Saturday, March 8, 2014
and Betty Adams firstname.lastname@example.org
AUGUSTA -- DNA from a homeless Seattle man's chewing gum helped lead authorities to arrest the man in connection with a 36-year-old Augusta cold case murder.
The following is a list of area cold cases that have resulted in a conviction:
* Jay Stephen Mercier was indicted in September 2011 in the July 1980 murder of 20-year-old Rita St. Peter of Anson. Her body was found off Campground Road in Anson on July 5 that year. She had been beaten, her skull fractured and police said she appeared to have been run over. Mercier was a suspect from the beginning, but he was charged after DNA from fluids collected from St. Peter's body matched Mercier. His DNA was collected from a cigarette butt he smoked during an interview in January 2010. Mercier was convicted of murder last month and faces 25 years to life in prison.
* Thomas Mitchell Jr. was indicted in September 2006 in the Jan. 6, 1983, stabbing death of 23-year-old Judith Flagg in her rural Fayette home. Mitchell -- whose father formerly owned the house -- had been viewed as a prime suspect for some time before tests linked DNA found under Flagg's fingernails to Mitchell. After a jury convicted him, he was sentenced in August 2009 to life in prison without parole.
* Albert P. Cochran was arrested in Florida on March 17, 1998, and charged with the Nov. 23, 1976, slaying of Janet Baxter in Norridgewock. DNA testing matched semen samples found in Baxter's body and the hairs taken from Cochran. Cochran was sentenced to life in prison in 1999.
* Michael M. Boucher Sr. was charged with murder in 1988 -- 15 years after Debra Dill, 18, of West Gardiner, was found bludgeoned to death. Her body was found on Sept. 16, 1973. State police said her car was forced off the road and into a ditch on a camp road near the Litchfield-Monmouth line. Court records in the case say Boucher told people in 1981 that he had killed Dill. He was convicted of her murder and sentenced to life in prison in July 1991.
* Norma Small was arrested in May 2001 on a murder charge in the death of her husband, Sonny Grotton, at his home in Belfast on Dec. 16, 1983. She was charged with hiring someone to murder him and was convicted and sentenced to 60 years in prison.
State and Augusta police arrested Gary Sanford Raub, 63, on Monday night and charged him with the 1976 fatal stabbing of 70-year-old Blanche M. Kimball inside her State Street home.
The Kimball murder is the oldest unsolved homicide case to result in charges in state history, police said Tuesday.
Raub was known as Gary Robert Wilson at the time and lived at Kimball's home. He is listed as a transient on the Kennebec County Superior Court complaint charging him with murder and criminal homicide in the first degree. The complaint says Raub "knowingly inflicted great physical suffering" on Kimball, a retired dental technician and practical nurse who occasionally took in boarders.
Raub -- who in a police-provided photo has a large bandage on his head and a gray beard with purple streaks -- is expected to make his first court appearance today to begin the extradition process back to Maine.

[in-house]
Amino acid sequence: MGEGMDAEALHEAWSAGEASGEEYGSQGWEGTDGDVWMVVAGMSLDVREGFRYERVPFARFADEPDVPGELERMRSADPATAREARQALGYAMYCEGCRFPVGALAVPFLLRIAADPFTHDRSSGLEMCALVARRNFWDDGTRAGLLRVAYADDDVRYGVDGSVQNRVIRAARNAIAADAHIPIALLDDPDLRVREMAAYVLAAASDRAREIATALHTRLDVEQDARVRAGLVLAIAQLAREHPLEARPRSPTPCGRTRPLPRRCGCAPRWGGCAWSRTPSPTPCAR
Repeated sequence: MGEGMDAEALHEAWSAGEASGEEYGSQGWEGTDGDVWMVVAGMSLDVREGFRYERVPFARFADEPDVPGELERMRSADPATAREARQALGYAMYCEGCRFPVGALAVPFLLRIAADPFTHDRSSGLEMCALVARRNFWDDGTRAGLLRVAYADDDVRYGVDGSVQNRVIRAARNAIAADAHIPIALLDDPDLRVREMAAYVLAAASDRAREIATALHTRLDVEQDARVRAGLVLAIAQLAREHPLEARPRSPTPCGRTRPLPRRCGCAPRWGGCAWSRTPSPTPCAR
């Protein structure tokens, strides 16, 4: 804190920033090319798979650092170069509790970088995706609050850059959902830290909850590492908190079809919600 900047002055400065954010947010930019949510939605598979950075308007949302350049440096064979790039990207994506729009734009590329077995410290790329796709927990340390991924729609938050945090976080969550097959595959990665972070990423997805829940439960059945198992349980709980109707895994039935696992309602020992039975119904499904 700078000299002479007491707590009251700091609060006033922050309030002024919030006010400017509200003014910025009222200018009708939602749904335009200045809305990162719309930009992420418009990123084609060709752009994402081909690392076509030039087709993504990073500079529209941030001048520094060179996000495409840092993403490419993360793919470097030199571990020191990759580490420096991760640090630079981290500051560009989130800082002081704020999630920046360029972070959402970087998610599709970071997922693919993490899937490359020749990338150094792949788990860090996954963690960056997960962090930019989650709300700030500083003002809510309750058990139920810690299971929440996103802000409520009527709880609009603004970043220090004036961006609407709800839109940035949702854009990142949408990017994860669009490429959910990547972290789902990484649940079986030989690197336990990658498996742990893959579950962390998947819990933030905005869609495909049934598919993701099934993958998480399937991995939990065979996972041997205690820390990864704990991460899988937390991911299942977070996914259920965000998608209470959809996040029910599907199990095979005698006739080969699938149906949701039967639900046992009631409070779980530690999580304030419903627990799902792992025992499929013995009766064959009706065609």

He was a suspect from early on, but police didn't have the evidence to charge him, according to court documents.
Lt. Christopher Coleman, commander of the Maine State Police Major Crimes Unit, said the 36-year investigation turned a corner in summer 2011 when police got a tip. Though the tip wasn't helpful, the investigation process eventually led to additional DNA analysis, which led to the murder charge against Raub.
Maine State Police Detective Abbe Chabot was assigned in 2003 as the primary investigator in the Kimball murder case. Her investigation included interviews with retired officers who were originally involved.
"The investigators of the day did a very thorough job," Coleman said. "We're here today because of their efforts."
Coleman wouldn't say what Raub's motive to murder Kimball might have been. He said the two met when Raub rented a room at her house at 352 State St. There is now a parking lot where the house used to be.
"Blanche had a habit of taking in short-time renters," Coleman said.
The coldest case
Kimball was never married and had no children, according to her obituary.
Coleman said police haven't been able to find a close relative, finding only a distance one in New Hampshire. Coleman said the man was glad to hear someone had been charged in Kimball's murder, but doesn't want his name made public.
Police found Kimball's body on June 12, 1976, while responding to a complaint from a neighbor who had not seen Kimball in several days.
Kimball's clothing was pulled up and her body was decomposing, according to an affidavit Chabot filed in Kennebec County Superior Court. The house was in upheaval, scattered with broken glass and debris.
Police theorized that Kimball was killed between June 2 and June 12, 1976, because they found a Kennebec Journal newspaper from June 2 at the scene as well as a receipt from Cottle's supermarket dated June 5.
Henry Ryan, chief medical examiner at the time, counted "23 stab wounds to the chest, two stab wounds to the abdomen, 16 cuts and lacerations to the head, and three cuts and abrasions to the hands."
The cause of Kimball's death was listed as stab wounds into the heart and numerous other cuts, along with hemorrhage and shock. It was listed was a homicide.
Investigators interviewed Raub twice shortly after Kimball's death but he denied any involvement. Coleman said Raub left Augusta shortly after the murder.
Before he left, he was caught trying to break into a house near Kimball's, police said.
Police interest in Raub rekindled after he was accused in an October 2011 stabbing in Seattle that injured another homeless man.
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